- The conservation and permanent protection of significant contiguous portions of the West Bay region, including bay shoreline, wetlands, streams, uplands and the overall watershed;
- A wetlands function lift significantly in excess of that needed to compensate for functional losses (impacts);
- A mitigation plan that significantly exceeds both state and federal requirements for all possible current and future impacts; and
- An effort to restore a large contiguous tract of uplands and wetlands to approximate historical conditions more suitable for dependent species native to the area. . .
The Airport Authority is nearing completion of a ten-year process to relocate the Panama City – Bay County airport. In the late 1980s, the Airport Authority began an effort to address significant deficiencies at the existing airport, including non-standard runway safety areas. When local environmentalists and the Florida Department of Environmental Protection objected to extending the existing runway system into Goose Bayou, a particularly environmentally sensitive part of St. Andrews Bay, the Airport Authority began considering relocating the airport.
After completion of a feasibility study in 2000 and a site selection study in 2001, the Airport Authority identified a new site for the airport in northwestern Bay County (West Bay) on land owned by The St. Joe Company.
Following the FAA’s selection of the site, the Airport Authority partnered with the State of Florida, Bay County and St. Joe in an innovative planning process authorized by Florida law known as “optional sector planning.” The process included numerous public meetings, data gathering, analysis and visioning for the future. The plan was approved by Bay County and the State of Florida in 2002 and detailed specific area plans were also approved in 2003.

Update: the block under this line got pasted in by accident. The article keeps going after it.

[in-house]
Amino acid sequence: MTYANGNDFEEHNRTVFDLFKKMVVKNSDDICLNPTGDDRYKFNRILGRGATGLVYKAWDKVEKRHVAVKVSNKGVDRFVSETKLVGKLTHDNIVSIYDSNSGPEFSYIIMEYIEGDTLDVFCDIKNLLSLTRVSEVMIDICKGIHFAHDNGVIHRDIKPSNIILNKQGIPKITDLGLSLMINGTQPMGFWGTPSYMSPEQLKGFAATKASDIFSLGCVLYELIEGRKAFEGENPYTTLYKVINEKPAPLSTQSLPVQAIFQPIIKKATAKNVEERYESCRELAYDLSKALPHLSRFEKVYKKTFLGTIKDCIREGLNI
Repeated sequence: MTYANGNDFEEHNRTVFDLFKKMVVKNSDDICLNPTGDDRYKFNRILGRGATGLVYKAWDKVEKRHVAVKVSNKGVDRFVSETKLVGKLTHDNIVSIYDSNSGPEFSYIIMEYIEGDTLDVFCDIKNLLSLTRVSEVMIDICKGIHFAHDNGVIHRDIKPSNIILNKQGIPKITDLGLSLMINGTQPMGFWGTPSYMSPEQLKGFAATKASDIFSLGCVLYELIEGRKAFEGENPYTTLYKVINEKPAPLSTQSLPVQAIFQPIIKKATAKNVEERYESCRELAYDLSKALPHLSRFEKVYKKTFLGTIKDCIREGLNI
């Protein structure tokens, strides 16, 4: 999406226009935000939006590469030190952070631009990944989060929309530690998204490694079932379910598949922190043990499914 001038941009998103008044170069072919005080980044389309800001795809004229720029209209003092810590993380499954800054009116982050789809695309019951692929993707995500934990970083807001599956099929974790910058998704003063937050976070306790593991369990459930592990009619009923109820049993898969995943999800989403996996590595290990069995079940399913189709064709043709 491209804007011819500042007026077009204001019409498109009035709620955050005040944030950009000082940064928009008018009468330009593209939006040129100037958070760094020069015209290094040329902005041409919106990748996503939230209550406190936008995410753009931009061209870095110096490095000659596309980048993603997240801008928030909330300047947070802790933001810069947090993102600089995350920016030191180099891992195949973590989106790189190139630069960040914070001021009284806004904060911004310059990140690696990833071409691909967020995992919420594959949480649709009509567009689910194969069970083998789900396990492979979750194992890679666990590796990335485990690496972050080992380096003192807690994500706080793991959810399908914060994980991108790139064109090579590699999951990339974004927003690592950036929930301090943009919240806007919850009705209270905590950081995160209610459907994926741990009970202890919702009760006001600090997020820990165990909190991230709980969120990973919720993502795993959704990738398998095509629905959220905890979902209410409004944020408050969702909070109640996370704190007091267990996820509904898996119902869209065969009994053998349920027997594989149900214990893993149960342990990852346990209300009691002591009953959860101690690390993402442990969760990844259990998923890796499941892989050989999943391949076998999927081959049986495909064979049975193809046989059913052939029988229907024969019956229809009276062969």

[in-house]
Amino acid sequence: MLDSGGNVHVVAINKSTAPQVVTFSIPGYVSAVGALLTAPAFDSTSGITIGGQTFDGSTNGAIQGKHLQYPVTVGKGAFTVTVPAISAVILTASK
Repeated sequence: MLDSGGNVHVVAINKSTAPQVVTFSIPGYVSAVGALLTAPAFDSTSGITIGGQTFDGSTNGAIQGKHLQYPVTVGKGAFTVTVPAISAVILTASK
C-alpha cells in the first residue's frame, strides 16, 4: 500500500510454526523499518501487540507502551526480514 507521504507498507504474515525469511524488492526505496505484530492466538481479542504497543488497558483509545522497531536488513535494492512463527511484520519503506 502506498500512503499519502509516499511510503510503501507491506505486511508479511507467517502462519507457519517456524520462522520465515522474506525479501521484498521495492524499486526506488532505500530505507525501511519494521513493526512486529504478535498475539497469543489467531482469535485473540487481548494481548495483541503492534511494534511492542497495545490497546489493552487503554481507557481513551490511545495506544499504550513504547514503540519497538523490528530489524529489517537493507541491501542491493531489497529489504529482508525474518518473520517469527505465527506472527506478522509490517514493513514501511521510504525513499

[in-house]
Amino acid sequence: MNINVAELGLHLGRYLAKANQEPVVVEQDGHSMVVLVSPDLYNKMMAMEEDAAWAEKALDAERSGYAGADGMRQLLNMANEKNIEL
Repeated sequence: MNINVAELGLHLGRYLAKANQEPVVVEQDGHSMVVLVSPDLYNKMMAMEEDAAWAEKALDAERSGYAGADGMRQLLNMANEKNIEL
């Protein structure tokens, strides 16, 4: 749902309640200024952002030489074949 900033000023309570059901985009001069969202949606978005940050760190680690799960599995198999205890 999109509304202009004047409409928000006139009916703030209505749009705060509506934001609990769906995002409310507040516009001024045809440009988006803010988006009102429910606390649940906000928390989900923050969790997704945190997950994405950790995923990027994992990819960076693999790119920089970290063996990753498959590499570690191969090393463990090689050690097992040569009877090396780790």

The sector plan incorporates approximately 78,000 acres and of particular significance is that the boundary of the plan includes an entire bay system (West Bay) thereby allowing unprecedented planning to protect an entire watershed. The purpose of the plan was to ensure that appropriate land uses were placed near the airport and that appropriate environmental protection measures were built into the plan. The plan is conceptual and guides future development and conservation. . .”
Read the entire press release here.
An issue growing warmer every day is the ever decaying presence of mobile homes in Laguna Beach. The half sized lots from blocks 2 and up have been attractive for mobile homes for years, even decades and many of the residents want that to change. I will be the first to agree that not all residents of mobile homes are trash, contrary to what many believe, however, they do have a tendency to attract those of a certain socioeconomic status that often participate in illegal activities and lack the financial capabilities for proper and regular maintenance and upkeep.
With that said, actually, the typical resident in this particular situation, I believe, is a renter, with the owner/landlord actually holding the responsibility to keep these “homes” in good order. A new ordinance proposed by Bay County Commissioners will require newly arrived mobile homes to look more permanent, covering the wheels and axles and kept up to code. In addition, local code enforcement needs to visit the area more frequently.
Personally, I think Laguna Beach is a very charming area, but I think many owners have let their properties become dilapidated over the years in an attempt to minimize cost. I can respect not wanting to spend money, but I think the owners should be expected to keep their properties up.